Written by 11:21 am Psychology Views: 49

What is Claustrophobia? What Causes Such a Fear

what is claustrophobia

There have been times when you’ve tried to go to the mall and find it disturbing. It’s not that you’re claustrophobic. You just don’t like being trapped in small spaces. But what is claustrophobia, and why do some people experience it? Here’s everything you need to know about this common fear:


Claustrophobia is one of the most common phobias. It can cause panic attacks or anxiety attacks, as well as a general sense of unease in confined spaces that may lead to physical symptoms such as shortness of breath and trembling. 

If you suffer from claustrophobic fear and want to know more about what causes this condition or how to overcome it, this article will help explain how you might treat it if you have it yourself.

In extreme cases, claustrophobia can affect daily life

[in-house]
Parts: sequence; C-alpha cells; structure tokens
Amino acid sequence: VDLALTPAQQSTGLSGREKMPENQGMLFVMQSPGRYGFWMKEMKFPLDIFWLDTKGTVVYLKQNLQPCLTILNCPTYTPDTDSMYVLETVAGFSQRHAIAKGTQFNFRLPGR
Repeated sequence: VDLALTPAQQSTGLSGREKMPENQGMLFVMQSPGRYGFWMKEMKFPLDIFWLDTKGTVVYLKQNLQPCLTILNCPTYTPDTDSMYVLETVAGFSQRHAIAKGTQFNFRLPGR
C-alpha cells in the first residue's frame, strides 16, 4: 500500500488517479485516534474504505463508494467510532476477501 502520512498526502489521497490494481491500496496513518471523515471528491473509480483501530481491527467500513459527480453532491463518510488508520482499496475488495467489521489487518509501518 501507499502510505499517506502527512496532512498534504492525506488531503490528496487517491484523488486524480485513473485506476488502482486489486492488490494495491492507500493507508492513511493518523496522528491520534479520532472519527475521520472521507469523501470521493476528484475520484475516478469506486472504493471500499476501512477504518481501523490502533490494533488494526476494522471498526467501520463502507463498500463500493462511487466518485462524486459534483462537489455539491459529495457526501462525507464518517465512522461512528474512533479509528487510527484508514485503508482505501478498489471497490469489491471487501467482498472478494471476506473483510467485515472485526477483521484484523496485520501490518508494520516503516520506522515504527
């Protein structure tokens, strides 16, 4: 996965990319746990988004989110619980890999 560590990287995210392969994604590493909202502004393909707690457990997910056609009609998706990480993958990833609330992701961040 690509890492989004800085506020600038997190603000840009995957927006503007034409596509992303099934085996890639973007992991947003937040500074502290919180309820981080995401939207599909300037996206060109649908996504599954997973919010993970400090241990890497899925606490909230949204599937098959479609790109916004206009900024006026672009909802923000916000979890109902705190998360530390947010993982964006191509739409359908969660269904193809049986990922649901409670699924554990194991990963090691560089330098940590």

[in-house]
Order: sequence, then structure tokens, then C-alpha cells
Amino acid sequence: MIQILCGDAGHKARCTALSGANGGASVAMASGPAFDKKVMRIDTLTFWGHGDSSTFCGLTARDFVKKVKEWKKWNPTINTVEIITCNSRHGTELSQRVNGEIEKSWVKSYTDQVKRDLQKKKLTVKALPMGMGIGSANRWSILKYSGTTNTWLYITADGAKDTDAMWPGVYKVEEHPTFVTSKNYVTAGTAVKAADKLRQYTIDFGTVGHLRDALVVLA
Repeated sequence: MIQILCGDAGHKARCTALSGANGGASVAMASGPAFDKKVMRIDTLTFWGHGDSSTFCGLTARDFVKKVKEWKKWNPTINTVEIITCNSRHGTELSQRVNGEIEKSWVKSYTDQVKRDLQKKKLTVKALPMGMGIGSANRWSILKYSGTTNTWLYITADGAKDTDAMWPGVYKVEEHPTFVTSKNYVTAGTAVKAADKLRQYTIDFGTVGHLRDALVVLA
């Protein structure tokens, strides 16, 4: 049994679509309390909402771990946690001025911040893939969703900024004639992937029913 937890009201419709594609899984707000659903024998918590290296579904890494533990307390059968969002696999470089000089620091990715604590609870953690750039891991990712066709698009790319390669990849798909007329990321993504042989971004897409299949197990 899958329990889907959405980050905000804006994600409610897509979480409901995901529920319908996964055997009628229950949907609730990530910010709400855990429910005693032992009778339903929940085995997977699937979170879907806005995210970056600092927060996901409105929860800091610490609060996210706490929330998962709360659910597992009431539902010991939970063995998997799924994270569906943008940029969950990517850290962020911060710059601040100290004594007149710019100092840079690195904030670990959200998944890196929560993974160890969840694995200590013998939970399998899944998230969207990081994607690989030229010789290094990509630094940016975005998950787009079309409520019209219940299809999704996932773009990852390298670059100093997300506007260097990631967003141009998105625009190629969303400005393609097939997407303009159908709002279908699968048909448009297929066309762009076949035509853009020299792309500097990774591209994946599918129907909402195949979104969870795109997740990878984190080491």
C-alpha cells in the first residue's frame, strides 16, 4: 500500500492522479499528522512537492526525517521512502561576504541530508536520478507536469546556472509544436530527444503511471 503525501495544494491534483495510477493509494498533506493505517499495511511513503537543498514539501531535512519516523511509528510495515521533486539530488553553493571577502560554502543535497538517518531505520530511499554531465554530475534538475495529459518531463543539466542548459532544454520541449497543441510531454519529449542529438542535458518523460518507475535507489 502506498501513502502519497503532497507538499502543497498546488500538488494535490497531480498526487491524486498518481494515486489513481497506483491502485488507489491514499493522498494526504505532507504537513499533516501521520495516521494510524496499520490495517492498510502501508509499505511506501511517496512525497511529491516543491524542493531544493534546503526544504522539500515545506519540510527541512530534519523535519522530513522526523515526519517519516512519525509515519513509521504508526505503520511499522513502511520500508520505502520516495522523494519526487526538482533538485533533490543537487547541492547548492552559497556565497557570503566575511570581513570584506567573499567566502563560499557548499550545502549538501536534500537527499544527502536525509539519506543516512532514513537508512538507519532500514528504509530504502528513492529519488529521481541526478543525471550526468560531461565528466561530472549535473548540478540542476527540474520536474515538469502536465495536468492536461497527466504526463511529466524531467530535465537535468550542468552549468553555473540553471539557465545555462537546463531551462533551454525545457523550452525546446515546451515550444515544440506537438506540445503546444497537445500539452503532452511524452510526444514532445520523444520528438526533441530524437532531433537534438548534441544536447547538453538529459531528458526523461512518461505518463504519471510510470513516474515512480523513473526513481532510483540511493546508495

In extreme cases, claustrophobia can affect daily life

We can understand this statement with a simple example. People with claustrophobia might avoid going to crowded places like concerts and amusement parks. They may also avoid elevators or subways because they’re afraid of being trapped in a small space that’s too full of people waiting to go up or down.

Claustrophobia can also affect your ability to enjoy other things: you may have trouble sleeping if it’s late at night and there’s no place for you to hide from the world outside your bedroom door (which could be closed). You might even find yourself avoiding social events altogether—it may not sound like much, but this kind of avoidance can seriously impact your health!

You will also avoid sitting in a car in which you will feel trapped. These situations can severely affect your daily life.  

What reasons cause claustrophobia?

What reasons cause claustrophobia

The causes of claustrophobia are varied, but there are a few common themes. One of the most common reasons for claustrophobia is genetics: if you have a family history of having problems with being in small spaces or confined spaces, then you may be at risk for developing it yourself.